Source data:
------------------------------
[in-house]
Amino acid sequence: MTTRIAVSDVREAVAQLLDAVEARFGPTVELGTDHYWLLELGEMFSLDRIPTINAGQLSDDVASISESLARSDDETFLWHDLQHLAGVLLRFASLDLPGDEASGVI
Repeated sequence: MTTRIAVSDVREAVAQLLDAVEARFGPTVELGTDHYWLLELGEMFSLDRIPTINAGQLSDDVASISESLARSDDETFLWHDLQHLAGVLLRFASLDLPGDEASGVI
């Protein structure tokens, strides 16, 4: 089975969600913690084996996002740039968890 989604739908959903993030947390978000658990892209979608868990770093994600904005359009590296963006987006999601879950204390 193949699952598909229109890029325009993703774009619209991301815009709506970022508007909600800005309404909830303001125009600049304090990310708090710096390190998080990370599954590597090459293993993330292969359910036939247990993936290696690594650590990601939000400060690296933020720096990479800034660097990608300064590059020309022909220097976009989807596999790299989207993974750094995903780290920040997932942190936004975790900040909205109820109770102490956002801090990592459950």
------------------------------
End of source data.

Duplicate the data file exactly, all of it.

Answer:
[in-house]
Amino acid sequence: MTTRIAVSDVREAVAQLLDAVEARFGPTVELGTDHYWLLELGEMFSLDRIPTINAGQLSDDVASISESLARSDDETFLWHDLQHLAGVLLRFASLDLPGDEASGVI
Repeated sequence: MTTRIAVSDVREAVAQLLDAVEARFGPTVELGTDHYWLLELGEMFSLDRIPTINAGQLSDDVASISESLARSDDETFLWHDLQHLAGVLLRFASLDLPGDEASGVI
């Protein structure tokens, strides 16, 4: 089975969600913690084996996002740039968890 989604739908959903993030947390978000658990892209979608868990770093994600904005359009590296963006987006999601879950204390 193949699952598909229109890029325009993703774009619209991301815009709506970022508007909600800005309404909830303001125009600049304090990310708090710096390190998080990370599954590597090459293993993330292969359910036939247990993936290696690594650590990601939000400060690296933020720096990479800034660097990608300064590059020309022909220097976009989807596999790299989207993974750094995903780290920040997932942190936004975790900040909205109820109770102490956002801090990592459950």